Does the Trump phenomenon in Europe reflect that white Europe is being challenged?

by , under Enrique Tessieri

If Donald Trump stands a good chance of being nominated as the Republican party’s presidential candidate this year, surely it says a lot about the moral state of USAmerica. Noam Chomsky, the renowned scholar, was quoted as saying in the Huffington Post that the Trump phenomenon revealed that white USAmerica is dying. 

Are there political Donald Trumps in Europe and do they reveal that white Europe is dying as well?

Taking into account Europe’s colonial legacy and history, white Europe is being challenged by minorities that are demanding their long-overdue rights of being treated with dignity and as equal members of society.

Unfortunately, the Trumps of Europe are springing like mushrooms. They too are using the same political mumbo jumbo with that toxic mix racism, bigotry, bullying, and belligerence.

Some of these European Trumps that come to mind are Marine Le Pen of France, Geert Wilders of Holland, Hungary’s Viktor Orbán, Pia Kjærsgaard of Denmark, Finland’s Timo Soini, Visegrad Four, an anti-EU alliance comprising of the Czech Republic, Hungary, Poland, and Slovakia, to name a few.

In Finland, about 18% of voters voted in the 2011 and 2015 parliamentary elections voted for a party that sees cultural diversity as a threat and that near-constantly exploits and maintains ethnic suspicion, especially against Muslims and blacks, for political gain.

Even if the track record of the Perussuomalaiset (PS)* party is shamefully linked with racism, bigotry and ties to far-right groups, some Finnish scholars like Heikki Hiilamo, a social policy professor at Helsinki University, believe that the PS has done “a great service to [Finnish] democracy” by letting off (racist?) steam of the “suppressed middle classes, especially working class men.”

Hiilamo continues: “The danger of radicalization is especially high today since support for the PS [in the polls] has plummeted and many still don’t know for which party they’d vote for.”

This argument that if support for the PS nosedives in the polls fuels radicalization was used in a so-called “study” by the Police University College, which cost taxpayers 200,000 euros. The report painted a bleak and threatening picture of Finland’s ever-growing culturally diverse society. In a nutshell, it claimed that migrants and minorities should be treated with suspicion since they are a threat to Finland.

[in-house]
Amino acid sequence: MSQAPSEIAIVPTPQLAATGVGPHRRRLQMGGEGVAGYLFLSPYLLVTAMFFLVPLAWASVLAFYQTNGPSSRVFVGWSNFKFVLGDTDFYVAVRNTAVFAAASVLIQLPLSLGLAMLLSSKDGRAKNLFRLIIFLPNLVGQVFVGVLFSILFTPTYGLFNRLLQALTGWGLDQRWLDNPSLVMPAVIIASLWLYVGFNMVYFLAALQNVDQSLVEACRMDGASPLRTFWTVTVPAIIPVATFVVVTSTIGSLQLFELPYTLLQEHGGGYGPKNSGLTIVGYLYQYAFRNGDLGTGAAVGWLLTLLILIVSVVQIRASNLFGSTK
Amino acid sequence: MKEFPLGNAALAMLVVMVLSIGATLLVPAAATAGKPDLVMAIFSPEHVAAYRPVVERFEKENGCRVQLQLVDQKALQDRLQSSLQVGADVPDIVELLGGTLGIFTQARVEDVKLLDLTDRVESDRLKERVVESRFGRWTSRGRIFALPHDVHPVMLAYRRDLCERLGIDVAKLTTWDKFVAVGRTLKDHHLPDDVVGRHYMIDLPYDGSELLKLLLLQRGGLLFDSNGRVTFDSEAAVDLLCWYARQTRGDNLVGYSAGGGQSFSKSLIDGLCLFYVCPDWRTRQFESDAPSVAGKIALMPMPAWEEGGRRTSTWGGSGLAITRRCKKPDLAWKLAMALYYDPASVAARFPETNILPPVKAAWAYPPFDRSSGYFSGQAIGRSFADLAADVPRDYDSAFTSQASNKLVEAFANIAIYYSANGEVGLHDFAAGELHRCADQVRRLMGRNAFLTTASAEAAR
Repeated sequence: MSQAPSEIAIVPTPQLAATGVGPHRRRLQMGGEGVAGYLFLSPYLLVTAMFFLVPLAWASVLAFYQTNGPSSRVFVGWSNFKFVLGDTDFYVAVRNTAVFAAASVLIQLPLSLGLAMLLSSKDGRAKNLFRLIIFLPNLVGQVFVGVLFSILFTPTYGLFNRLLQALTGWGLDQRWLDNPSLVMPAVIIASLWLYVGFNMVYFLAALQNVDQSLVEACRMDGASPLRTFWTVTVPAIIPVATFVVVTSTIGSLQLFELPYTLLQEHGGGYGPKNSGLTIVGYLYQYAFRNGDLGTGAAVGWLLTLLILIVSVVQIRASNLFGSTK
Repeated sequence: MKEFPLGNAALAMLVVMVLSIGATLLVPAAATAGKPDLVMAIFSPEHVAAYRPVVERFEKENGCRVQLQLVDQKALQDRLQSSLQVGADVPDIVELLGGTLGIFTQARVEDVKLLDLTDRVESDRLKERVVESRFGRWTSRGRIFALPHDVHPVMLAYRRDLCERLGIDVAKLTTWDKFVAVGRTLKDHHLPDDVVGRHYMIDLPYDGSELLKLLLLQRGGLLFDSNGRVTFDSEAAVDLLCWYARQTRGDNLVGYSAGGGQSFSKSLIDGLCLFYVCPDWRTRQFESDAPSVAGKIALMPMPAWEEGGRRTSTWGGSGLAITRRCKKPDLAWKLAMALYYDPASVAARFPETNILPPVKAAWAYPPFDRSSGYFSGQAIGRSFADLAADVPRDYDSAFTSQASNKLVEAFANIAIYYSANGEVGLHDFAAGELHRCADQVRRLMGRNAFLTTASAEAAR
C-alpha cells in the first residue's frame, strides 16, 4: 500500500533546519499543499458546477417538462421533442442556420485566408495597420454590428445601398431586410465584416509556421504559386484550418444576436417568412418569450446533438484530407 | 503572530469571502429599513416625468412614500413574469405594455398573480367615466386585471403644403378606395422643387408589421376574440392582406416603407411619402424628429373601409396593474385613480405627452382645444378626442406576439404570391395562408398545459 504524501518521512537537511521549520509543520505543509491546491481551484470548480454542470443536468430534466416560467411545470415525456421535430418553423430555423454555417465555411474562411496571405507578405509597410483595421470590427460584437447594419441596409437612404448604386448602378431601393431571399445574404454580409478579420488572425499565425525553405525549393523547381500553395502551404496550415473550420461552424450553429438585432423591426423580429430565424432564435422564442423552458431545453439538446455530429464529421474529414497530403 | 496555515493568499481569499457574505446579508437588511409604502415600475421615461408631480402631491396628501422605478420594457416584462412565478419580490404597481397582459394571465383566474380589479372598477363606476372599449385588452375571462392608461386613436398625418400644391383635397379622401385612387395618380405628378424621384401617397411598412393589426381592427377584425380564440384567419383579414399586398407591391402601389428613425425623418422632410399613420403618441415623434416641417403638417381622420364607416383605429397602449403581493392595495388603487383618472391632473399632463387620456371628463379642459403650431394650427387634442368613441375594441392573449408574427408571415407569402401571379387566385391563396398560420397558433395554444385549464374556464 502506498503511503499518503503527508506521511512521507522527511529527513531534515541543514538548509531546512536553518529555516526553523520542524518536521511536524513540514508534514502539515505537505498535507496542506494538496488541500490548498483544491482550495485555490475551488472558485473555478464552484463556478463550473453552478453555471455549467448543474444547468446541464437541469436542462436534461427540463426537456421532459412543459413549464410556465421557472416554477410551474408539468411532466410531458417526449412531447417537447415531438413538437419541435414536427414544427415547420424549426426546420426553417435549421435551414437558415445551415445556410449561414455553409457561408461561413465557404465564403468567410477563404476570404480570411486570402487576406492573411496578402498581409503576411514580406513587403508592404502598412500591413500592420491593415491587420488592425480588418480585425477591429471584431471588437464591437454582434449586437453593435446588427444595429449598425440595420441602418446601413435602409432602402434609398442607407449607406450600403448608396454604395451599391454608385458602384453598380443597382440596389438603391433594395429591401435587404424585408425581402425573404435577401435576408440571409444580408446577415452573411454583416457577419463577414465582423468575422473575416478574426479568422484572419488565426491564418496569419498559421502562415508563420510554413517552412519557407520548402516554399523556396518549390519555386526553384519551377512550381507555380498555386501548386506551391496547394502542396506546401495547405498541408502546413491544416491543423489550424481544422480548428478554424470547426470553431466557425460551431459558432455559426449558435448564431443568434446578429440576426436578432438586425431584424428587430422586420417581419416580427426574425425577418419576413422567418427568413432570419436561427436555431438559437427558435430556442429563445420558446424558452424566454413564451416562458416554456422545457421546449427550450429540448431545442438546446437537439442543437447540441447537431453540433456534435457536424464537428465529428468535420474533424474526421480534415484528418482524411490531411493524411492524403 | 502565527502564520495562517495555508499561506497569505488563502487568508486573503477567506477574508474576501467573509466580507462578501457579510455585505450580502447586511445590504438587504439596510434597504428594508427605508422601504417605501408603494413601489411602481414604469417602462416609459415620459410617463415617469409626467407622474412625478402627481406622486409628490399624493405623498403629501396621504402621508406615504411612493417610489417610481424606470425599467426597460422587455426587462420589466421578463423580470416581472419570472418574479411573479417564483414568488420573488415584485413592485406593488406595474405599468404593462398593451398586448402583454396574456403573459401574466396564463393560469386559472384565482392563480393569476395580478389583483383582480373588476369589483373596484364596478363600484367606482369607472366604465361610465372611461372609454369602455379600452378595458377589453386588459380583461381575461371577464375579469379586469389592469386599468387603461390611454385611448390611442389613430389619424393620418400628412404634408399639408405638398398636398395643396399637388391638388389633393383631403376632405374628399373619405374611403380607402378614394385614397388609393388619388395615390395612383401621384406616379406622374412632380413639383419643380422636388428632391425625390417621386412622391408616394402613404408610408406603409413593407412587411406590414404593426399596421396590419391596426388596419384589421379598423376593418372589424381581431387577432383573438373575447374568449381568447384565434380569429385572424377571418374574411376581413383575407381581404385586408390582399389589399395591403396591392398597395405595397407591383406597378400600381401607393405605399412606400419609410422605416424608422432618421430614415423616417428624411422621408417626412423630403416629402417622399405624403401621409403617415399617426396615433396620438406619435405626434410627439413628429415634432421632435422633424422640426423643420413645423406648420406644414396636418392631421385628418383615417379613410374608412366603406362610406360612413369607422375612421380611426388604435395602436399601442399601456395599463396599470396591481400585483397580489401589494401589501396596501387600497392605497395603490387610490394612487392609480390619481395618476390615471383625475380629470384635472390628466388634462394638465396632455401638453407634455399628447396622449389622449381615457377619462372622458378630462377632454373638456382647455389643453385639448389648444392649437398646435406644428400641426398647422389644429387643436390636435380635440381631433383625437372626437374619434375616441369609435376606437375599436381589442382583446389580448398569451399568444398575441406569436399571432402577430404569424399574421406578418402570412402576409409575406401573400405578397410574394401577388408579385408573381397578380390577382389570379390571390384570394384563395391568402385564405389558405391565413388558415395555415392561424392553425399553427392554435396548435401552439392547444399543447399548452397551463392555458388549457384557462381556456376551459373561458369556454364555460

If we look at these two cases and add YLE’s A2-ilta debate on Wednesday about how asylum seekers fuel uncertainty a pattern starts to evolve: white Finnish entitlement.

Certainly for Hiilamo, the authors of the Police University College report and the hosts of the A2-ilta debate have a difficult time seeing how their entitlement blinds them to their ethnocentrism and “diplomatic” bigotry.

Setting the tone of the A2-ilta debate, the first person that the hosts interviewed was Sari Hassinen of Kankaanpää, who has very strong nationalistic views about migrants, asylum seekers and cultural diversity.

Näyttökuva 2016-2-25 kello 21.55.14
Sari Hassinen “likes” on Facebook the following pages: “Ban the burka and niqab,” “Finland first,” “Romany panhandlers out of Finland and close our borders,” “We Finns are against refugee quotas from the EU,” and “We’re against the interior ministry’s 2020 migration program.”

When asked why she’s collected signatures for a petition against asylum seekers in Kankaanpää, where a building that was going to become a refugee reception center was razed to the ground in December, she responded:  “They [asylum seekers] haven’t done anything yet, certainly there have been looks [by them], speaking in a language we don’t understand, laughs, but we still want to make sure that nothing [bad] happens [to us and our children].”

 All of these sad examples above show and underline how ethnocentric and one-sided the present debate is. We can speak of insecurity caused by asylum seekers to white Finns but not a word is mentioned in the A2-ilta debate about the violence and uncertainty felt by asylum seekers in Finland, which extends all they way to the countries they came from.

The fact that the PS have risen from near political obscurity to becoming one of the biggest parties in Finland in the last two parliamentary elections shows that our country is in crisis.

The reason why far right and right-wing populist parties like the PS have grown in recent years is because minorities in Europe are challenging and demanding to be treated as equal members of society.

If Europe is sensible it will accept the present demographic realities and use the same social policies that enabled it to build successful, peaceful and well-functioning societies for its white population.

Key values like inclusion and social equality should be the standard, or values where racism, bigotry, bullying, and belligerence have no place.

The Finnish name for the Finns Party is the Perussuomalaiset (PS). The English names of the party adopted by the PS, like True Finns or Finns Party, promote in our opinion nativist nationalism and xenophobia. We, therefore, prefer to use the Finnish name of the party on our postings.

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